Mihama Unit 3 Clears Checks

Elsewhere, Kansai Electric Power received news on August 3 that its Mihama Unit 3 had cleared new safety checks instituted by the Nuclear Regulation Authority.  Nikkei Asian Review reported however that the unit would not immediately be prepared to restart.  Instead, according to Nikkei, the owner will make a review of the costs for modifications and develop a plan as soon as possible.  Because the reactor is soon to reach the previous limit of 40 years of age, the process to restart it is complicated and has a number of further steps which the unit must complete by November, according to Nikkei’s reporting, or else it must be decommissioned.  Nikkei reports that Kansai Electric’s President, Shigeki Iwani, said that the company doesn’t believe that costs will rise further on this specific project and that the economic benefits would be substantial.

In a further interesting aside, Iwani told Nikkei that the company is still considering adding two nuclear units to the Mihama NPP (these would be Units 4 and 5.)  Although the company began planning for these units some time ago, no progress has been made to date.  Iwani told Nikkei however that he believed that expanding the Mihama facility was something he believed the company could do, although no other details were given.

Slowly, then, it would seem, there is some good news coming out of Japan and indeed there seems to be a future for nuclear plant construction in this crowded, energy poor island nation.

Will DavisWill Davis is Communications Director and board member for the N/S Savannah Association, Inc. He is a consultant to the Global America Business Institute, a contributing author for Fuel Cycle Week, and he writes his own popular blog Atomic Power Review. Davis is also a consultant and writer for the American Nuclear Society, and serves on the ANS Communications Committee and will serve on the Book Publishing Committee beginning in June. He is a former US Navy reactor operator and served on SSBN-641, USS Simon Bolivar.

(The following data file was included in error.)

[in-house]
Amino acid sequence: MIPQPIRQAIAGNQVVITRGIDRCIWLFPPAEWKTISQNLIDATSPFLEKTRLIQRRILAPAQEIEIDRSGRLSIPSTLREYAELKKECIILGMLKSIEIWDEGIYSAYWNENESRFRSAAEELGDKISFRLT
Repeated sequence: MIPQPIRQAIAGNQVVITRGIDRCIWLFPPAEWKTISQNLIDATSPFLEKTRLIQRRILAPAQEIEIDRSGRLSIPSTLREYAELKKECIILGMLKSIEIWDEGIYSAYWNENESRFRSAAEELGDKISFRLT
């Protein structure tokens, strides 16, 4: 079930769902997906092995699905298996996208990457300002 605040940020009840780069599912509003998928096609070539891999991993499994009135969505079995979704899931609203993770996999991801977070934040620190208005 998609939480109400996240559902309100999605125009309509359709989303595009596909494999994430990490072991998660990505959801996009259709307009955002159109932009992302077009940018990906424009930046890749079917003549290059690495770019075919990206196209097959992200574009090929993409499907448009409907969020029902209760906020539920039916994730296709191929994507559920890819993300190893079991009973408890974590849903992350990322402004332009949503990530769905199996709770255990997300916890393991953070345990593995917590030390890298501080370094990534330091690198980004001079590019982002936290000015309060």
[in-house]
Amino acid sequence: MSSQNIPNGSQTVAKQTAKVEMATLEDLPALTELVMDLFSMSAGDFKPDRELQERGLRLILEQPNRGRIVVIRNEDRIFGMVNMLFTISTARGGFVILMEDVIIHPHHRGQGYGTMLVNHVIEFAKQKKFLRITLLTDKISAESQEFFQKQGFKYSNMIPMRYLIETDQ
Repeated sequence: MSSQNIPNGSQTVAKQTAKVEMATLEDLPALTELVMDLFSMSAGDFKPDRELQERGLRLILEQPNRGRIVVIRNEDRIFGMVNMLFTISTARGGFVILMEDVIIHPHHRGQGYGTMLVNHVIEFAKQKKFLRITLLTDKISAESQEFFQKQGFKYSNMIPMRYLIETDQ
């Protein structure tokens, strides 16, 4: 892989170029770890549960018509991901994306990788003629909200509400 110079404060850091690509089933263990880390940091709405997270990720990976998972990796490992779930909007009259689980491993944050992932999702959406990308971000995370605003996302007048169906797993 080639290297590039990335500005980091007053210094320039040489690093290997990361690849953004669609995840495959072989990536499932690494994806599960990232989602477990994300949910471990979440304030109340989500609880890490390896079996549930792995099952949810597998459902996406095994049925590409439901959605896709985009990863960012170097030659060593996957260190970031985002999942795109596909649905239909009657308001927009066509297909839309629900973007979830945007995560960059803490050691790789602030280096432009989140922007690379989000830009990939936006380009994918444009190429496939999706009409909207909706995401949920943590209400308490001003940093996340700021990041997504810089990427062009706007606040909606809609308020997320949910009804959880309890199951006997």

3 thoughts on “Progress in Japan

  1. Paul Wick

    I suspect that the Japanese ruling class (including industry, and even the mass media) will sober up from their radiophobic hysteria as South Korean nuclear energy increases and with superior electrical cost savings, S. Korean exports continue to eat Japan’s lunch on world markets (Hyundai, Samsung, etc.) Ditto re. mainland China. The Japanese rulers will be forced to return to nuclear power, or else admit that they are not racially superior. Somehow, I think the latter is less acceptable to them.

  2. Jim Hopf

    Most of the news out of Japan is quite bad. Reactors being brought back on line far slower than normal, outrageous public attitudes and court decisions, even the Japanese business community giving up on nuclear, etc…

    Given this, it is amazing (and heartening to hear) that new plant construction is actually moving forward in Japan. I wonder, however, if these plants will ever actually be put into operation.